So I bust out of the Halifax airport into the sweet Atlantic air. I find Dan standing on the sidewalk beside his work van, playing songs on his guitar. I almost mistake him for a busker, except that you never see buskers at airports. I wonder why not. I think we need more buskers around airports.
We drive towards the city, passing an enormous, cube-shaped rock outcropping along the highway, brightly painted to form a giant Rubik's cube. For many years this Rubik's rock stood beside the highway in the same fashion it likely exists in your home: bright, neglected, and most importantly, unsolved. This year the highway Rubik's was repainted. Solved. I am happy for the rock.
Soon we arrive at Dan's house, his first time back in weeks. The location of Dan's house keys in the mess of the van has escaped him. So we enter via the bedroom window. Security isn't a real concern in Nova Scotia — not only does Dan leave his car unlocked, he never even removes the keys from the ignition.
A busy day at the beach outside Halifax
We fill up the van at the closest petrol station to our destination, and I wander inside to soak up the rural Nova Scotian culture. I see an advert on the wall for a local fundraiser, that day, to benefit Mr Garth Fader. An unfortunate name. May the force be with him.
We arrive at Dan's bicycle tour-guiding workplace, after barely ascending the steep, rutted, gravel driveway to the house ("the best theft deterrent"). The homebase is a beautifully built pair of large wooden buildings: one the workshop for bikes and wood, the other the owner's family home. The home looks out through conifers upon the Atlantic, and is abutted by forest and a huge garden. A group of us watch the owner's son walk carefully into the garden. Suddenly, psssh clack! And a yelp. Another psssshh clack, and a second yelp. Everyone is laughing: the owner has set up a motion-activated sprinkler system to annoy invading deer. But it doesn't discriminate. A brilliant system. Watching the son comedically get sprayed, I am reminded of Bart trying to eat the electrified cupcake.
Dan and I depart for our canoe trip within hours of my arrival in Nova Scotia. We are headed for Kejimkujik National Park, which we selected because it has such a great name, and I wanted to say the word a lot. It's probably my second favourite indigenous place name; I can't wait to visit Tuktoyaktuk. An hour from the park (you can call it Keji for short), we remember the last things from our list: matches, tent pegs, and stove fuel. You see, after many trips together over the past 12 years, we are certainly experts. It's 5pm before we reach the park — because we stopped for pie — and the ranger is a bit nervous about how far we need to paddle that evening. So we let her know that we are experts. She seems relieved. We hope she doesn't ask about our life jackets, because we've forgotten them. No worries, they'd only slow us down anyways. Plus, experts don't capsize. Except those two times we did — but we weren't experts then.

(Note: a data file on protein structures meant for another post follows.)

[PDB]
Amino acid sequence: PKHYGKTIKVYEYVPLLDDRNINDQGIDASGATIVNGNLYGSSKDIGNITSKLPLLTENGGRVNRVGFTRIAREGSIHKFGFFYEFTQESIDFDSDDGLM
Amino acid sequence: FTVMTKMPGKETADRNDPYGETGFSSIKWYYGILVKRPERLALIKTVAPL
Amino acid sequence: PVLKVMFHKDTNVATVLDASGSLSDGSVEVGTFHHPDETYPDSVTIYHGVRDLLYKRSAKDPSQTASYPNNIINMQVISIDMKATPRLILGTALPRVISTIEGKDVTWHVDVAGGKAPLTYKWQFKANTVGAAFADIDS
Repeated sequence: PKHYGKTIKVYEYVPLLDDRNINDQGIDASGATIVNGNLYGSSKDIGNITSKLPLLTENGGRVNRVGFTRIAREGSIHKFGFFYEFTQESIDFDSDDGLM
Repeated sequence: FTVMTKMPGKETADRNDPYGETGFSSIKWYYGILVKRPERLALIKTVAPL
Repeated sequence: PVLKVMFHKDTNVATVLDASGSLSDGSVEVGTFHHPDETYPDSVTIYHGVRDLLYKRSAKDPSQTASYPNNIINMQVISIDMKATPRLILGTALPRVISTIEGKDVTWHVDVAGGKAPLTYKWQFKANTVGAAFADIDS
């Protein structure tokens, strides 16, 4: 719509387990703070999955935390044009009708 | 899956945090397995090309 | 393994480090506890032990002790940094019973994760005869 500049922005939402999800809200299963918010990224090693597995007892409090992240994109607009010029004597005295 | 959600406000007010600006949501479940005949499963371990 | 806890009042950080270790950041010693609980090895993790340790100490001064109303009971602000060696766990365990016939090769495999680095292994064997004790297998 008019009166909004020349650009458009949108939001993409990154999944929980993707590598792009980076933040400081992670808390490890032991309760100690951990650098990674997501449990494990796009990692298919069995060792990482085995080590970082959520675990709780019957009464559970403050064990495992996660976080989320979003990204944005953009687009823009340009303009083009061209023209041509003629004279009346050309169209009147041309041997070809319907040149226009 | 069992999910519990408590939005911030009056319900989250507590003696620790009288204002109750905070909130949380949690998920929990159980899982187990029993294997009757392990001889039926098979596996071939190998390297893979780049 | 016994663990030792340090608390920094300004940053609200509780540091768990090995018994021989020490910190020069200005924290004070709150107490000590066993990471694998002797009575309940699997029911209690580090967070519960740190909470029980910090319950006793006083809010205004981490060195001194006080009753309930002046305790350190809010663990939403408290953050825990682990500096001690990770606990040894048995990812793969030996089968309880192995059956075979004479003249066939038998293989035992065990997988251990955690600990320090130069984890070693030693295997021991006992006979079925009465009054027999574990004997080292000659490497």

Hours later, the sun is setting, and we are still paddling. We had arrived at our assigned campsite, but it was rubbish, so we decided to find a better one, with waterfront views. Location, location, location. We find our home for the night after sunset, and Dan gets to setting up dinner while I put up the tent — one that requires pegs to stay up. I think the ground is a bit hard, and confirm my suspicions by shattering the first peg. Dan informs me that one was our only spare. I hit more gently. Done with the tent, Dan is still fiddling with the stove. But I sit patiently, because Dan is an expert. "Shit," he says, "I just broke the pump. Rrrrrraaagh!", he exclaims, as he drop-kicks the broken pump deep into the darkness. At that point we decide to cook all our meals over the fire, because they taste better that way. And with an abundance of now superfluous stove fuel, Dan expertly lit each fire with only one-match.
A spooky mist hovered over the still water that night
The next afternoon while relaxing on a sunny rock island we decide to bathe away some of the stink of paddling and portaging. After a couple minutes of swimming, something begins tickling me. Down there. A leech is exploring a critical area of my anatomy — bath time is definitely over. I scramble up onto our tiny rock, and when I turn around, I see that the leech has actually followed me to the rock, and is climbing up towards me. I am both horrified and slightly fascinated. That's one persistent parasite.
Back at camp, Dan chops veggies for our dinner, while I'm in charge of opening the can. That may sound easy, but a can opener wasn't on our list. I'm looking around for inspiration, when Dan jumps up, wailing. He grabs the water bottle and drops onto his back, squirting water into his eyes. Dan likes spicy peppers, but his eyeballs evidently do not. He will lay there for the next 10 minutes, giving me time to bash open the can on the corner of the grill. I expertly pry open a hole, nearly breaking the spondonicles in the process. Damn, we're a good team.
The next morning we pass the first humans of our trip. They ask us where we are headed, and Dan replies, "Around in circles", to their confusion. The previous day we had paddled 16km, and portaged eight times for a total of 5km, to finish basically where we started. This was so we could complete the full circuit, passing through all the beautiful lakes of southern Kejimkujik National Park (say that 3 times fast). but it was a great metaphor for the amazing and silly time we had, honing our canoeing expertise.